It seems this would be an economical way to explore anything beyond the heliopause, given that the probe would carry limited fuel.


2 Answers 2


As Local Fluff mentioned, you'd have to match velocities with the comet for a non destructive rendezvous. And when you match velocities you're already on the same trajectory as a comet.

But a comet might give radiation shielding, water, and other consumables -- a lot of mass that would be hard to launch from earth.

The Heart of the Comet by David Brin and Gregory Benford looks at landing humans on Halley's Comet. This was one of Brin's early novels.

Before he became a science fiction writer, Brin was a competent scientist (in my opinion). His doctoral dissertation was on cometary evolution. He argued that if perihelion outgassing wasn't too violent, a comet might accumulate an insulating mantle that would preserve an icey core. He speculated that many of the dead comets that no longer outgas might still have icey cores. So I believe Brin was well qualified to write a story set on a comet. I found the yarn entertaining.

Manned rendezvous with a long period comet would be very difficult. When in earth's neighborhood comets are moving at a pretty good clip so a soft landing would take a lot of delta V. As a long period comet heads back out into the outer solar system, passengers would have to endure many decades or even centuries of extreme cold and very little sunlight. So they'd have to have a robust and reliable nuclear power source. This sort of scenario is pretty much science fiction.

However a probe rendezvous with a short period comet is not science fiction. Rosetta is due to rendezvous with comet 67P/Churyumov-Gerasimenko this August.


In order to connect with the comet, you need to get yourself the same orbit as the comet has. And you could do that without any comet. That's the basic flaw in your idea there.

If you want the comet to radically change the speed of your probe, then you need a technology to absorb that "collision" between your probe and the comet. If a high speed train passes you by at 360 km/h that is just 0.1 km/s. Imagine jumping abord it on the fly! That's a challenge. But in order to get any speed of relevance for interplanetary space travel, you need to 100 fold that speed difference. What structure could survive such a speed change?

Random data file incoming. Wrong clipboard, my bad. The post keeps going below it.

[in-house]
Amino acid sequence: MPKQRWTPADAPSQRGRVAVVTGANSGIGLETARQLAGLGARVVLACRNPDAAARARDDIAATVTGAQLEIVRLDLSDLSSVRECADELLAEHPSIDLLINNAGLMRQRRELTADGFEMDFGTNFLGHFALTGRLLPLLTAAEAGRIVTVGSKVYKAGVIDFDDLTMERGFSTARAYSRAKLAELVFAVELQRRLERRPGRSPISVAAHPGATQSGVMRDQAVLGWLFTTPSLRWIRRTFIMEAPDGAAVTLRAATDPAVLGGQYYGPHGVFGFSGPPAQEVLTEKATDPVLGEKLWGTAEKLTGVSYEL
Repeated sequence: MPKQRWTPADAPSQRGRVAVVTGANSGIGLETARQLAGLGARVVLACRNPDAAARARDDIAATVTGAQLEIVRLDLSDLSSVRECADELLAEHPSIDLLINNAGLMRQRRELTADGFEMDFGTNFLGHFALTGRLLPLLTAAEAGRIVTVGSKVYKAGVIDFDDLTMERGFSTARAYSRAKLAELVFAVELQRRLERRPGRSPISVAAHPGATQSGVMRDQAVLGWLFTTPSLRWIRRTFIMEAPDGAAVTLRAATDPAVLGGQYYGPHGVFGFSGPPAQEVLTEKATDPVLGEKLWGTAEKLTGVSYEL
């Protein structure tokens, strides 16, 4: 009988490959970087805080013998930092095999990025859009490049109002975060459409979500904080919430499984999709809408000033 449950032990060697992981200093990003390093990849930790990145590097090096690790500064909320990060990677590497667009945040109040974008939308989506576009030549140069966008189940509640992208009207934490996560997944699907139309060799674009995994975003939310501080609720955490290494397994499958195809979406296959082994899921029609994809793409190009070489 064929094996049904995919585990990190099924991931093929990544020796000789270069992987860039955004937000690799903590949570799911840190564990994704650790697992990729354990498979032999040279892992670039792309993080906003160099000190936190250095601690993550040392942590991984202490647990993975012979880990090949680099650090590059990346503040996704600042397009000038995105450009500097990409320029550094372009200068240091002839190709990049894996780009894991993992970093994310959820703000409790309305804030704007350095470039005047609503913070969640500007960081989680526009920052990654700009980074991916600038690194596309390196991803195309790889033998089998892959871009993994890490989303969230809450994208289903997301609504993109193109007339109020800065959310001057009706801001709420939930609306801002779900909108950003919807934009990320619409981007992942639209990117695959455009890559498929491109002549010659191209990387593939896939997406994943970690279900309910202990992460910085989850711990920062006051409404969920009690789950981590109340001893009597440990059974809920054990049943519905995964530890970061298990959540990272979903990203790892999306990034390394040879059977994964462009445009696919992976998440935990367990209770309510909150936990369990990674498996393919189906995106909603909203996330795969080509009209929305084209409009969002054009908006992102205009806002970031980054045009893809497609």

Still, NASA has very recently funded a one man one year investigation into exactly this scenario (if only there were long tethers made out of nanotubes) :-D


  • $\begingroup$ Really big bungie cords. $\endgroup$ Commented Jun 30, 2015 at 23:42
  • $\begingroup$ I don't see how tethers could work. How do you anchor it without the anchor vaporizing at impact? $\endgroup$ Commented Jul 8, 2015 at 5:15
  • $\begingroup$ Catch the comet by the tail? I am afraid the tail is not dense enough to provide any measurable acceleration when interacting with it, but I think the idea shows it is not obvious no interactions other than a physical contact (collision) could exist. $\endgroup$
    – Suma
    Commented Aug 5, 2020 at 8:51
  • $\begingroup$ As for tethers: perhaps they could be very light, therefore accelerating the tether to a low-speed encounter might be much easier than accelerating the whole probe (acceleration could be done e.g. by firing some cannon, perhaps magnetic). The referenced hitchhiker article contains a link to the final report, which discusses various options and limitations. They estimate 1km/s deltaV achievable with current technologies. $\endgroup$
    – Suma
    Commented Aug 5, 2020 at 8:55

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